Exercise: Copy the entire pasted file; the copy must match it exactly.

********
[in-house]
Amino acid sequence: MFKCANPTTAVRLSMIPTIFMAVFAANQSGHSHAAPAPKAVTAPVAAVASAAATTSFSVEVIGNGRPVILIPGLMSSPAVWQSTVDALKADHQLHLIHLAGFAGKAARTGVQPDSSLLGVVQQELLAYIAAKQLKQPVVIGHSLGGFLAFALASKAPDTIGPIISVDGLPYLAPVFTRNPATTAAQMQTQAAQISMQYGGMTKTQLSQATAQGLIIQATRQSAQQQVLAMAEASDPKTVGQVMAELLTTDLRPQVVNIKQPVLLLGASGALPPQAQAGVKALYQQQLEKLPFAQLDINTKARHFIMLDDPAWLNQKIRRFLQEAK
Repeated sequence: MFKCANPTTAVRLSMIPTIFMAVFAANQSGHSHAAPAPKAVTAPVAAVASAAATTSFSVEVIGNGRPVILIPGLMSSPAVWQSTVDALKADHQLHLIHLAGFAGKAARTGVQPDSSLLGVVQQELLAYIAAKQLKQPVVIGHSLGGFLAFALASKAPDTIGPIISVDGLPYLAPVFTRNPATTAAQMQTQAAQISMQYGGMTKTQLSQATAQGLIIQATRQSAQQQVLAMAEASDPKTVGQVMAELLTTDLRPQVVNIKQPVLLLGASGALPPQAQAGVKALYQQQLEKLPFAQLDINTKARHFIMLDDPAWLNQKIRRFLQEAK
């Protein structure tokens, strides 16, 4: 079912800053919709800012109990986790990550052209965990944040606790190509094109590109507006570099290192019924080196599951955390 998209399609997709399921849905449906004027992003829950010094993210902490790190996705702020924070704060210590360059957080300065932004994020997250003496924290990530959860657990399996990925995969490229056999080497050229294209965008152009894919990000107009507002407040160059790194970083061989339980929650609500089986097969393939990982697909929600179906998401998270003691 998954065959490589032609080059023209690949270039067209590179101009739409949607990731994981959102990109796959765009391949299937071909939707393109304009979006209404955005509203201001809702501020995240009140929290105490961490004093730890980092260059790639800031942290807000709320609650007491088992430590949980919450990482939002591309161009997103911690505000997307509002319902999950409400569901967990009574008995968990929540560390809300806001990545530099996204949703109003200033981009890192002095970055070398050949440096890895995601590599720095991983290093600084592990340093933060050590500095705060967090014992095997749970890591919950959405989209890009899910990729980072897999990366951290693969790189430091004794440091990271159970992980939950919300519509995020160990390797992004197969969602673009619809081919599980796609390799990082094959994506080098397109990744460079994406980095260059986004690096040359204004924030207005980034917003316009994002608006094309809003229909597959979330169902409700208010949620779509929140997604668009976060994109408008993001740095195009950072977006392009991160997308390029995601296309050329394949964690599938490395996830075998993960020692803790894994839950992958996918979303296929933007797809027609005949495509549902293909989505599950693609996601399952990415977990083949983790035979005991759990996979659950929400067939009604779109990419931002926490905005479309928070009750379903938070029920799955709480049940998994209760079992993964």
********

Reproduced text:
[in-house]
Amino acid sequence: MFKCANPTTAVRLSMIPTIFMAVFAANQSGHSHAAPAPKAVTAPVAAVASAAATTSFSVEVIGNGRPVILIPGLMSSPAVWQSTVDALKADHQLHLIHLAGFAGKAARTGVQPDSSLLGVVQQELLAYIAAKQLKQPVVIGHSLGGFLAFALASKAPDTIGPIISVDGLPYLAPVFTRNPATTAAQMQTQAAQISMQYGGMTKTQLSQATAQGLIIQATRQSAQQQVLAMAEASDPKTVGQVMAELLTTDLRPQVVNIKQPVLLLGASGALPPQAQAGVKALYQQQLEKLPFAQLDINTKARHFIMLDDPAWLNQKIRRFLQEAK
Repeated sequence: MFKCANPTTAVRLSMIPTIFMAVFAANQSGHSHAAPAPKAVTAPVAAVASAAATTSFSVEVIGNGRPVILIPGLMSSPAVWQSTVDALKADHQLHLIHLAGFAGKAARTGVQPDSSLLGVVQQELLAYIAAKQLKQPVVIGHSLGGFLAFALASKAPDTIGPIISVDGLPYLAPVFTRNPATTAAQMQTQAAQISMQYGGMTKTQLSQATAQGLIIQATRQSAQQQVLAMAEASDPKTVGQVMAELLTTDLRPQVVNIKQPVLLLGASGALPPQAQAGVKALYQQQLEKLPFAQLDINTKARHFIMLDDPAWLNQKIRRFLQEAK
């Protein structure tokens, strides 16, 4: 079912800053919709800012109990986790990550052209965990944040606790190509094109590109507006570099290192019924080196599951955390 998209399609997709399921849905449906004027992003829950010094993210902490790190996705702020924070704060210590360059957080300065932004994020997250003496924290990530959860657990399996990925995969490229056999080497050229294209965008152009894919990000107009507002407040160059790194970083061989339980929650609500089986097969393939990982697909929600179906998401998270003691 998954065959490589032609080059023209690949270039067209590179101009739409949607990731994981959102990109796959765009391949299937071909939707393109304009979006209404955005509203201001809702501020995240009140929290105490961490004093730890980092260059790639800031942290807000709320609650007491088992430590949980919450990482939002591309161009997103911690505000997307509002319902999950409400569901967990009574008995968990929540560390809300806001990545530099996204949703109003200033981009890192002095970055070398050949440096890895995601590599720095991983290093600084592990340093933060050590500095705060967090014992095997749970890591919950959405989209890009899910990729980072897999990366951290693969790189430091004794440091990271159970992980939950919300519509995020160990390797992004197969969602673009619809081919599980796609390799990082094959994506080098397109990744460079994406980095260059986004690096040359204004924030207005980034917003316009994002608006094309809003229909597959979330169902409700208010949620779509929140997604668009976060994109408008993001740095195009950072977006392009991160997308390029995601296309050329394949964690599938490395996830075998993960020692803790894994839950992958996918979303296929933007797809027609005949495509549902293909989505599950693609996601399952990415977990083949983790035979005991759990996979659950929400067939009604779109990419931002926490905005479309928070009750379903938070029920799955709480049940998994209760079992993964």